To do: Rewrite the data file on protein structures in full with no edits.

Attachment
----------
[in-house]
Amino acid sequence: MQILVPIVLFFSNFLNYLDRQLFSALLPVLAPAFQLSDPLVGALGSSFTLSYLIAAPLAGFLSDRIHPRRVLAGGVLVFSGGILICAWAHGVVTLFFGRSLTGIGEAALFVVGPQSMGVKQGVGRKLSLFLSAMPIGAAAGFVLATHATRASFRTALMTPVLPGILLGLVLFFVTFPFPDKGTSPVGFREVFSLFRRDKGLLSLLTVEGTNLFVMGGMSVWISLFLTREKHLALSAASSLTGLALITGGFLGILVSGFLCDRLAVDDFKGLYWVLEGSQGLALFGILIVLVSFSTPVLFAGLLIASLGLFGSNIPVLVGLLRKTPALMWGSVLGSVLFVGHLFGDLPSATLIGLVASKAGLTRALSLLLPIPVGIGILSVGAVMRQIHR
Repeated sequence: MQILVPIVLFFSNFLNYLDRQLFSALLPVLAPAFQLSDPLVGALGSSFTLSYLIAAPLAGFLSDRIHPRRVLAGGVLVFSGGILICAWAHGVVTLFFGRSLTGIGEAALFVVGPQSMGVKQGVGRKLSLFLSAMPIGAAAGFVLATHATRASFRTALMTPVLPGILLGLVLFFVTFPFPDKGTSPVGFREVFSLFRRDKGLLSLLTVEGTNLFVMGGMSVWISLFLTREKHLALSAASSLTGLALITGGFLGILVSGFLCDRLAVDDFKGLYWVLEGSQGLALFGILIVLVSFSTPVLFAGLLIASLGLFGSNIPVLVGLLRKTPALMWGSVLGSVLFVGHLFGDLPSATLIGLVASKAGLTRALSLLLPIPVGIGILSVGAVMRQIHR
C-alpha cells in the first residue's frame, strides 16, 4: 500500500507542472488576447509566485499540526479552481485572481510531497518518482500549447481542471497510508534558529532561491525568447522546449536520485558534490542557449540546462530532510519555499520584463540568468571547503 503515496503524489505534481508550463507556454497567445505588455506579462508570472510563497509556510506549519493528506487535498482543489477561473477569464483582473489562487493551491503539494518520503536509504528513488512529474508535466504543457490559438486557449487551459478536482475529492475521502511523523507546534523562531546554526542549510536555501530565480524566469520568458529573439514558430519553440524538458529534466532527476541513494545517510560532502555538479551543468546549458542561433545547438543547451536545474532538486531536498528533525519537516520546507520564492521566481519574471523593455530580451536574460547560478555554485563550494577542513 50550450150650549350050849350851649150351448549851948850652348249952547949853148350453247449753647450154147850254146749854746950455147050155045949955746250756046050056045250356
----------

[in-house]
Amino acid sequence: MQILVPIVLFFSNFLNYLDRQLFSALLPVLAPAFQLSDPLVGALGSSFTLSYLIAAPLAGFLSDRIHPRRVLAGGVLVFSGGILICAWAHGVVTLFFGRSLTGIGEAALFVVGPQSMGVKQGVGRKLSLFLSAMPIGAAAGFVLATHATRASFRTALMTPVLPGILLGLVLFFVTFPFPDKGTSPVGFREVFSLFRRDKGLLSLLTVEGTNLFVMGGMSVWISLFLTREKHLALSAASSLTGLALITGGFLGILVSGFLCDRLAVDDFKGLYWVLEGSQGLALFGILIVLVSFSTPVLFAGLLIASLGLFGSNIPVLVGLLRKTPALMWGSVLGSVLFVGHLFGDLPSATLIGLVASKAGLTRALSLLLPIPVGIGILSVGAVMRQIHR
Repeated sequence: MQILVPIVLFFSNFLNYLDRQLFSALLPVLAPAFQLSDPLVGALGSSFTLSYLIAAPLAGFLSDRIHPRRVLAGGVLVFSGGILICAWAHGVVTLFFGRSLTGIGEAALFVVGPQSMGVKQGVGRKLSLFLSAMPIGAAAGFVLATHATRASFRTALMTPVLPGILLGLVLFFVTFPFPDKGTSPVGFREVFSLFRRDKGLLSLLTVEGTNLFVMGGMSVWISLFLTREKHLALSAASSLTGLALITGGFLGILVSGFLCDRLAVDDFKGLYWVLEGSQGLALFGILIVLVSFSTPVLFAGLLIASLGLFGSNIPVLVGLLRKTPALMWGSVLGSVLFVGHLFGDLPSATLIGLVASKAGLTRALSLLLPIPVGIGILSVGAVMRQIHR
C-alpha cells in the first residue's frame, strides 16, 4: 500500500507542472488576447509566485499540526479552481485572481510531497518518482500549447481542471497510508534558529532561491525568447522546449536520485558534490542557449540546462530532510519555499520584463540568468571547503 503515496503524489505534481508550463507556454497567445505588455506579462508570472510563497509556510506549519493528506487535498482543489477561473477569464483582473489562487493551491503539494518520503536509504528513488512529474508535466504543457490559438486557449487551459478536482475529492475521502511523523507546534523562531546554526542549510536555501530565480524566469520568458529573439514558430519553440524538458529534466532527476541513494545517510560532502555538479551543468546549458542561433545547438543547451536545474532538486531536498528533525519537516520546507520564492521566481519574471523593455530580451536574460547560478555554485563550494577542513 50550450150650549350050849350851649150351448549851948850652348249952547949853148350453247449753647450154147850254146749854746950455147050155045949955746250756046050056045250356